CFA Institute on LIBOR Reforms: Criminal Sanction Powers and Use of Actual Rates
Response of investment professionals points to rebuilding trust and integrity in the finance industry
In order to inform the regulatory reform efforts in the wake of the LIBOR scandal, aglobal pollofCFA Institutemembers suggests that rates set on actual interbank transactions are the most appropriate methodology for settingLIBOR, which is currently based on estimated rates only. The administration of LIBOR should stay with the industry, but should be subject to formal regulatory oversight. Regulators should also be endowed with powers to pursue criminal sanctions over LIBOR manipulation, according to 82% of respondents.London, United Kingdom, 11 September 2012
The poll seeks to inform the UK government’s Wheatley Review and the European Parliament’s public consultation on LIBOR from the investor perspective, and therefore contribute to the rebuilding of trust in the financial markets.
The survey, which closed on Thursday 6 September 2012, was sent to 21,000 members, of which 1259 members responded (a response rate of 6%). The key findings from the survey questions are:
The groups most affected by LIBOR manipulation: 34% of respondents, a plurality, think institutional investors have been most negatively affected financially by the manipulation of LIBOR.
The methodology for the setting of LIBOR: 56% of respondents think that the most appropriate methodology for the setting of LIBOR would be an average rate based on actual inter-bank transactions only; a further 32% think that a hybrid methodology using actual and estimated rates would be appropriate.
The oversight of LIBOR: 70% of respondents agree that the LIBOR submission process should become a regulated activity.
The administration of LIBOR: 55% of respondents think LIBOR should be administered and overseen by industry bodies, but subject to regulatory oversight, with an overwhelming majority of 82% in favour of the regulator having powers to pursue criminal sanctions over LIBOR manipulation.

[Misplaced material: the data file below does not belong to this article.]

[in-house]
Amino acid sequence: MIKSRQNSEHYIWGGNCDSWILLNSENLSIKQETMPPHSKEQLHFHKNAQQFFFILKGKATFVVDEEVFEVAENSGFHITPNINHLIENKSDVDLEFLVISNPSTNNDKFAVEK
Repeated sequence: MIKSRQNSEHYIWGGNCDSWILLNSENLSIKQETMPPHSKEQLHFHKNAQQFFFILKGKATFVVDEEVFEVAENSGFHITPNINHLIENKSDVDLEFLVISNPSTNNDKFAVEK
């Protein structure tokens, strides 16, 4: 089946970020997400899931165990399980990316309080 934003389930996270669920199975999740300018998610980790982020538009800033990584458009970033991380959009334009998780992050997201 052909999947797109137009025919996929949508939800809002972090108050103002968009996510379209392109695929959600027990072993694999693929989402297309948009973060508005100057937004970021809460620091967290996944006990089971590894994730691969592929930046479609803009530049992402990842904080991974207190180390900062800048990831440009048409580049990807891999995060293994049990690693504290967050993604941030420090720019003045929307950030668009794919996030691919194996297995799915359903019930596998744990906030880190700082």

Possible alternatives to LIBOR: The survey suggests that there are a number of possible alternatives to LIBOR, with other market-based interest rates (selected by 43% of respondents) and repo rates (selected by 32% of respondents) the most popular choices.
Rhodri Preece, CFA, director of Capital Markets Policy for CFA Institute, commented: “Because LIBOR underpins the pricing of such a vast array of financial instruments and products, any weaknesses in its calculation and oversight jeopardise the integrity of the financial system. Reforming LIBOR is therefore a crucial step to restoring investor and public trust from its current fragile state. Investment professionals have made it clear that the process can be improved by using actual transaction rates and better oversight. Allied to a strong commitment to ethical behaviour among individuals and firms, these steps can help re-build confidence.”
On 22 August 2012, a regionally stratified random sample of 21,000 CFA Institute members were invited to participate in the online survey (7,000 from each of the following regions: the Americas, Asia Pacific, and Europe, Middle East, Africa). One reminder was sent to non-respondents on 28 August, and the survey closed on 4 September 2012. 1,259 members respondede for a response rate of 6% and a margin of error of ± 2.7%.
Of the 1,259 members who responded, 30% are from the Americas, 27% from Asia Pacific, and 44% from Europe, Middle East, Africa. Global (total) results have been re-weighted to accurately reflect the entire CFA Institute membership (65% are from the Americas, 16% from APAC, and 18% from EMEA). Statistically significant regional differences are noted throughout the report.
85% of respondents are CFA Institute charterholders. The top job functions of respondents are portfolio managers (20%), research analysts (14%), consultants (6%), risk managers (6%), corporate financial analysts (5%), investment banking analysts (5%), and financial advisors (5%). 25% of respondents listed other occupations and 10% of respondents did not provide an occupation.
CFA Institute is the global association of investment professionals that sets the standard for professional excellence and credentials. The organization is a champion for ethical behavior in investment markets and a respected source of knowledge in the global financial community. The end goal: to create an environment where investors’ interests come first, markets function at their best, and economies grow. CFA Institute has more than 113,000 members in 140 countries and territories, including 102,000 CFA charterholders, and 137 member societies. For more information, visit www.cfainstitute.org.